- Finally, are the items in the data fields critical to the mission of the program? This issue is related to the first noted issue above. Cutting checks is critical for welfare agencies. If certain types of data are required to cut checks, the data may be considered to be accurate. For example, if a payment cannot be made to an individual until a status that results in a sanction is addressed, one typically expects that the sanction code will be changed so payment can be made. On the other hand, if a particular assessment is not required for a worker to do his or her job or if an assessment is outside the skill set of the typical worker doing the assessment, one should have concerns about the accuracy (Goerge et al., 1992). For example, foster care workers have been asked to provide the disability status of the child on his or her computerized record. This status in the vast majority of the cases has no impact on the decision making of the worker. Therefore, even if there is an edit check that requires a particular set of codes, one would not expect the coding to be accurate.
We will continue to give examples of data quality issues as we discuss ways to address some of them. The following examples center on the linking of an administrative data set with another one in order to address inadequacies in one set for addressing a particular question.
The choice-based nature of administrative data can be addressed in part by linking the data to a population-based administrative data set. Such linkages allows one to better understand who is participating in a program and perhaps how they were selected or selected themselves into the program. There are some obvious examples of choice-based linking data to population-based data. In analyzing young children, it is possible to use birth certificate data to better understand what children might be selected into programs such as Women, Infants and Children (WIC), Early, Periodic, Screening, Diagnosis And Treatment Program (EPSDT), and foster care. If geographic identifiers are available, administrative data can be linked to census tract information to provide additional information on the context as well as the selection process. For example, knowing how many poor children live in a particular census tract and how many children participate in a welfare program can address whether the welfare population is representative of the entire population of those living at some fraction of the poverty level.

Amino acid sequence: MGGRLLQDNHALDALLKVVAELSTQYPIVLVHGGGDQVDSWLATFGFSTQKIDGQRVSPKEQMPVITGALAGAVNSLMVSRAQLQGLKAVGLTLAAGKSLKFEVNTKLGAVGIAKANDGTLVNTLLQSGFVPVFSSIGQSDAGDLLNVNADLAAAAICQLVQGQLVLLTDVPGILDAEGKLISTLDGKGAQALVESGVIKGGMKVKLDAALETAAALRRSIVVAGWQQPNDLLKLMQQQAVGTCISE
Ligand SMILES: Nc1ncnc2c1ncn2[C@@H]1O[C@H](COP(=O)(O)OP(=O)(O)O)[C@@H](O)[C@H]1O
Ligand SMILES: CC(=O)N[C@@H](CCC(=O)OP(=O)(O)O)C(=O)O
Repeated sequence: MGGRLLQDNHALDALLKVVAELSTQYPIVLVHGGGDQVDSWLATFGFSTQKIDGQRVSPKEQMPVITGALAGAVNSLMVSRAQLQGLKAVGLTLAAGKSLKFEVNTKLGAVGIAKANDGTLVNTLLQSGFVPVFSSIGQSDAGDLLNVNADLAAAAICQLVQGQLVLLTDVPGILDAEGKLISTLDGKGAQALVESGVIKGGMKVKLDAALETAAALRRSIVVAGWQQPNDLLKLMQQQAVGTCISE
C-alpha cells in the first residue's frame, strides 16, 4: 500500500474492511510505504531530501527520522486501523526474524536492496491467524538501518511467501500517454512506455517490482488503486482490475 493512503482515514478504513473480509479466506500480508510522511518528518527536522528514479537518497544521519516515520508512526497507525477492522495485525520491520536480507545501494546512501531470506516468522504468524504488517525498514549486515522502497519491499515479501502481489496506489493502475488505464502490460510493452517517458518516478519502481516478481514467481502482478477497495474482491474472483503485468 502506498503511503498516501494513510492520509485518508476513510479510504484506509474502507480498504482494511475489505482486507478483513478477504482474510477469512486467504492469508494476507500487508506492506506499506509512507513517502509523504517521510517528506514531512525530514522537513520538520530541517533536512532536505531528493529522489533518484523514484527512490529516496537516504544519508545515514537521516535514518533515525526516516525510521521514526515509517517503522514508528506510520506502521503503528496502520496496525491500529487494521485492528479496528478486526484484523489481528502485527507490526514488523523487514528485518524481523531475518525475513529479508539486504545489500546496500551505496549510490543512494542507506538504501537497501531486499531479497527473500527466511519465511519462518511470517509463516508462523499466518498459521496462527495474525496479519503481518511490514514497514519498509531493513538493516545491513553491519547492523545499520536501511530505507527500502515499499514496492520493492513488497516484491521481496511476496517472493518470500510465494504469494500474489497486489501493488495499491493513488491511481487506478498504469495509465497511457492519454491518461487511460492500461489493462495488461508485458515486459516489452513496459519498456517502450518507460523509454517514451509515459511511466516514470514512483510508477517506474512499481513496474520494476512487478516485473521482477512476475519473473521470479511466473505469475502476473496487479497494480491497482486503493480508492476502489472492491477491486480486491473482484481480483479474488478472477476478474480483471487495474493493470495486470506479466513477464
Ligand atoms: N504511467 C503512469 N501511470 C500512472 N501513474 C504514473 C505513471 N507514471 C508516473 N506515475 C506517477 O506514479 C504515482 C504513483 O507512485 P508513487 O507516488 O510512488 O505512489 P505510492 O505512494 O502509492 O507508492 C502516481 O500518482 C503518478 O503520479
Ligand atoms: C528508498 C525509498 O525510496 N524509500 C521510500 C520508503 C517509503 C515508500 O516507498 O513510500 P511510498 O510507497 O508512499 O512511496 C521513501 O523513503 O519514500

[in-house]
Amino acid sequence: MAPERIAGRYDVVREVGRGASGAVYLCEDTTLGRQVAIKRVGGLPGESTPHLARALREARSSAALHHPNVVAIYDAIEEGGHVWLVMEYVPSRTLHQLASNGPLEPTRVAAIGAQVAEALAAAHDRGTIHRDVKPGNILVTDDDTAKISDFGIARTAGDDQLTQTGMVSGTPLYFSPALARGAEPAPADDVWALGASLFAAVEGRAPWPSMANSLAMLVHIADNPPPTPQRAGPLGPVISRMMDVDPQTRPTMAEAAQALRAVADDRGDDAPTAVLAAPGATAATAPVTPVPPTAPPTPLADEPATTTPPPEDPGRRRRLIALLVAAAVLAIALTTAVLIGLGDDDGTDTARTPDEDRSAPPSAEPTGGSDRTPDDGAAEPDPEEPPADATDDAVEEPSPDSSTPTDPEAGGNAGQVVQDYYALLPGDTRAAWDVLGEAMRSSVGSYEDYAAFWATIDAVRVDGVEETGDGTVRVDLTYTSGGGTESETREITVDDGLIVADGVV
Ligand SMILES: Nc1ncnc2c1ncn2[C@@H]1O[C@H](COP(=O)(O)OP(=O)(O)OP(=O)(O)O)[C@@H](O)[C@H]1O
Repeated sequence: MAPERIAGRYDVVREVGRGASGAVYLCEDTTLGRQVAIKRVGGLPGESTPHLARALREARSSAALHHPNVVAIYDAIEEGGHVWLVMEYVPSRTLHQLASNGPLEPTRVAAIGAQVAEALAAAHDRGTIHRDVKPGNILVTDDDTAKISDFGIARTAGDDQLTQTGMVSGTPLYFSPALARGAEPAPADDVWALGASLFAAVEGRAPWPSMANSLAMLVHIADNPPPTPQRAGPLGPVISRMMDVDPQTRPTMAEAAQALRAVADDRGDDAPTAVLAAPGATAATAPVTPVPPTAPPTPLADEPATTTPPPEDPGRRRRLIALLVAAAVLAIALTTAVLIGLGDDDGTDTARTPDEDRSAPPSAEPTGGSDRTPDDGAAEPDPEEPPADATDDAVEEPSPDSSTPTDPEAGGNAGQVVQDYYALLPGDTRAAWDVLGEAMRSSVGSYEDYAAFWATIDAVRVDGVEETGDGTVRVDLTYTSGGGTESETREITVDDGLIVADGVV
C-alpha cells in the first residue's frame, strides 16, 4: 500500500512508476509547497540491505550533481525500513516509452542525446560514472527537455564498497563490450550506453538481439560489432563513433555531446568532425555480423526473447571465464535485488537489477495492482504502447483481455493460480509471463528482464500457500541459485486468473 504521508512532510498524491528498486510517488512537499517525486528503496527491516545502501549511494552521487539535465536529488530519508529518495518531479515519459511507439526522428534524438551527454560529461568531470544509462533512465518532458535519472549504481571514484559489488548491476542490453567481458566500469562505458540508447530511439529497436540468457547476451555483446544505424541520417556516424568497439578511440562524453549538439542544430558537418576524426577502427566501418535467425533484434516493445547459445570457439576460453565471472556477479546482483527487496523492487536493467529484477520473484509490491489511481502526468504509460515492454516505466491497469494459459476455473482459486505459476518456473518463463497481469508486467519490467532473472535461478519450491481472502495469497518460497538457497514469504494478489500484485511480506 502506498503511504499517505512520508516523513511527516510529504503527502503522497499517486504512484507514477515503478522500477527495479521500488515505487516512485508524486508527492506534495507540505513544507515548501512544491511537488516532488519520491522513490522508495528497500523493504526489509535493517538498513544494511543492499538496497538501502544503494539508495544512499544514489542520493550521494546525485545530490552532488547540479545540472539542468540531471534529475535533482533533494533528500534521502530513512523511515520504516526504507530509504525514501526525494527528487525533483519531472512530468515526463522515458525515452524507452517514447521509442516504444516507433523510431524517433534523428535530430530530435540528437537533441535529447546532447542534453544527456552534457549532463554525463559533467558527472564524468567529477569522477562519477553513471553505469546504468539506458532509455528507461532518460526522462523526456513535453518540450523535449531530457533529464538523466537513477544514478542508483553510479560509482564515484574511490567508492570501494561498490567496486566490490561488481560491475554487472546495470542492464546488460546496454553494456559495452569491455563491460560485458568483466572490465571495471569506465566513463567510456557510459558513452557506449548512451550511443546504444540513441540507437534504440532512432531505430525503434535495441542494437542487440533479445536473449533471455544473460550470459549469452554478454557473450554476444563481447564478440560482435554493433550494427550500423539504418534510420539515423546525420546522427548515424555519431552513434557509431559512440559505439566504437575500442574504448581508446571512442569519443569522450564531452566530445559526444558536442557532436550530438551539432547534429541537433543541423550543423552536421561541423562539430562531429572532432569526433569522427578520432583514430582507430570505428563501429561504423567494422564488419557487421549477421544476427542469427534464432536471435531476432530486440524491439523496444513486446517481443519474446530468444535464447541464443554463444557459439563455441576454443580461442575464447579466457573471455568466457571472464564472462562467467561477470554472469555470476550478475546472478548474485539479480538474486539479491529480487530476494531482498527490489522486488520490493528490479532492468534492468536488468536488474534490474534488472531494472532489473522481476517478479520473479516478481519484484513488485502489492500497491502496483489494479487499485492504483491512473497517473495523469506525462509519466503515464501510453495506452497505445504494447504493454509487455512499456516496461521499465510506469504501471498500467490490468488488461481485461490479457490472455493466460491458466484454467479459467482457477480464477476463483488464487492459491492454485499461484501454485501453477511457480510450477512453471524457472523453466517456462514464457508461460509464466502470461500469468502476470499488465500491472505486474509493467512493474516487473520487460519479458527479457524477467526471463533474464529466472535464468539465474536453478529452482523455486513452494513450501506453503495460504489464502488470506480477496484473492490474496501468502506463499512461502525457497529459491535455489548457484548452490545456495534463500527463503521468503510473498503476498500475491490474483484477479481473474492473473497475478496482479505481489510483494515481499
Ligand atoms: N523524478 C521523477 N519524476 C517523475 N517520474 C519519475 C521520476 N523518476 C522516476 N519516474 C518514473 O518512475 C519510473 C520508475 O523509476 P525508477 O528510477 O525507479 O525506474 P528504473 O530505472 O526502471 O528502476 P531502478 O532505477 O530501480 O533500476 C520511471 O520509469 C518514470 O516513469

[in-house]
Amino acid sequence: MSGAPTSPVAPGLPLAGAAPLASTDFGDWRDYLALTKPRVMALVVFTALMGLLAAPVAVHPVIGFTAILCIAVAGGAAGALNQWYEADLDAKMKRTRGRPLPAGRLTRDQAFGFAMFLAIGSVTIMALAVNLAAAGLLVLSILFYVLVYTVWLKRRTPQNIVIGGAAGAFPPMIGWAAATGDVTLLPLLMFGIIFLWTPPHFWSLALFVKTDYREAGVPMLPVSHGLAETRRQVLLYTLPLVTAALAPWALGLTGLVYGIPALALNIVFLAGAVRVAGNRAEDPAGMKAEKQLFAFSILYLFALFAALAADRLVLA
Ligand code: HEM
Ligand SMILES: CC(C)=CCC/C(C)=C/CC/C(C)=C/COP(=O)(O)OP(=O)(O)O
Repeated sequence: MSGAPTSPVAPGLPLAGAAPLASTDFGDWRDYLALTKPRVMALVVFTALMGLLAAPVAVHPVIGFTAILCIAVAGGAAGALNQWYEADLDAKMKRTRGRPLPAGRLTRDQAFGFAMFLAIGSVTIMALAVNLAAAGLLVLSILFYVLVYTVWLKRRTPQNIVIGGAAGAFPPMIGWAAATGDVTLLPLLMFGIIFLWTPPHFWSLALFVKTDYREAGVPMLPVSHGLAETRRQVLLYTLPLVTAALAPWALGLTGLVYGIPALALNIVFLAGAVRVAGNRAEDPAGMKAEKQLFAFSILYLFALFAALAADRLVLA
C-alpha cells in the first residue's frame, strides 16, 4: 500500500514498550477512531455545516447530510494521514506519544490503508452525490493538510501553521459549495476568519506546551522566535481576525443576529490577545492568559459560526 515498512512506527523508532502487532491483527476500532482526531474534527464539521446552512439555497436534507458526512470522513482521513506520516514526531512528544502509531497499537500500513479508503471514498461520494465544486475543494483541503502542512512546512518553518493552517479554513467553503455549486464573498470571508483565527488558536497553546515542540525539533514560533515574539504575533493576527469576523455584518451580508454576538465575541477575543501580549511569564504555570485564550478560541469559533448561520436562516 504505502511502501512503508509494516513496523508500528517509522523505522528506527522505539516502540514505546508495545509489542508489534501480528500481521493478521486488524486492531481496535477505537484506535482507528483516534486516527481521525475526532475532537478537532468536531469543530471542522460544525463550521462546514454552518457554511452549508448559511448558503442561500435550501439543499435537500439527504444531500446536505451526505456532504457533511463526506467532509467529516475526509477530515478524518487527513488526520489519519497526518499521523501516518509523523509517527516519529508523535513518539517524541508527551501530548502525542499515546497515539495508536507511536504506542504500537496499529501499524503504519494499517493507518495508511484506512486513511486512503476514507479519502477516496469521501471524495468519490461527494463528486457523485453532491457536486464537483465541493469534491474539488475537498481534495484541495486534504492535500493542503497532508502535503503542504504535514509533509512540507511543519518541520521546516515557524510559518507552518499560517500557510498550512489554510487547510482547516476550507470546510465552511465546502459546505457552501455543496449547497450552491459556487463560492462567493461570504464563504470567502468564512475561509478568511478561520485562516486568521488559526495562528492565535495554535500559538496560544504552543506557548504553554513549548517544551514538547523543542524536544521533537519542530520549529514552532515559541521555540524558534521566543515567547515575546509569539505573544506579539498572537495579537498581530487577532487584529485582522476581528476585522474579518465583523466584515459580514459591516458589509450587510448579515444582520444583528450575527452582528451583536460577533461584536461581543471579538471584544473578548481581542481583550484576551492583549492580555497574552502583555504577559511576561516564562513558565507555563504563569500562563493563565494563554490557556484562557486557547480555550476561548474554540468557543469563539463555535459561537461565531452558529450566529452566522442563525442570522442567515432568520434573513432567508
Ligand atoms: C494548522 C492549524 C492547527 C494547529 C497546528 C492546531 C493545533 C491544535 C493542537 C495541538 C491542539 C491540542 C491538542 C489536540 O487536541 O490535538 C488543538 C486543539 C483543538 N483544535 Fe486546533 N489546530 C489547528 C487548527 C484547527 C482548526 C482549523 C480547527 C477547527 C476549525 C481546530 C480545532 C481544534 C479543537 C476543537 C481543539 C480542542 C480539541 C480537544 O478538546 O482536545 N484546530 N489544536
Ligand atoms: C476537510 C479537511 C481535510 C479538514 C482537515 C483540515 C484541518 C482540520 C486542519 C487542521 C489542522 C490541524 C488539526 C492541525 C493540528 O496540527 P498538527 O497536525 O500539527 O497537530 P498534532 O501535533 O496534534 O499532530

If one is interested in school-age children, computerized school data provide a base population for understanding the selection issues. One example is to link the 6- to 12-year-old population and their School Lunch Program (SLP) information to Food Stamp administrative data to understand who uses Food Stamps and what population the administrative data actually represent. Because SLP eligibility is very similar to Food Stamps (without the asset test), such data could provide a very good idea of Food Stamp participation. The criticism that administrative data only tracks individuals while they are in the program is true. Extending this a bit, administrative data, in general, only track individuals while they are in some administrative data set. Good recent examples of addressing this issue are the TANF leaver studies being conducted by a number of states. They are linking records of individuals leaving TANF with UI and other administrative data, as well as survey data, to fill in the data that welfare agencies typically have on these individuals--data from the states' FAMIS or MMIS systems. Especially when we are studying welfare or former welfare recipients, it is likely that these individuals appear in another administrative data set--Medicaid, Food Stamps, child support, WIC, or child care, to name a few. Although participation in some of these is closely linked to income maintenance, as we have learned in the recent past, there is also enough independence from income maintenance programs to provide useful post-participation information. Finally, if they are not in any of these social programs databases, they are likely to be in the income tax return databases or in credit bureau databases, both now becoming data sets used more commonly for social research (Hotz et al., 1999).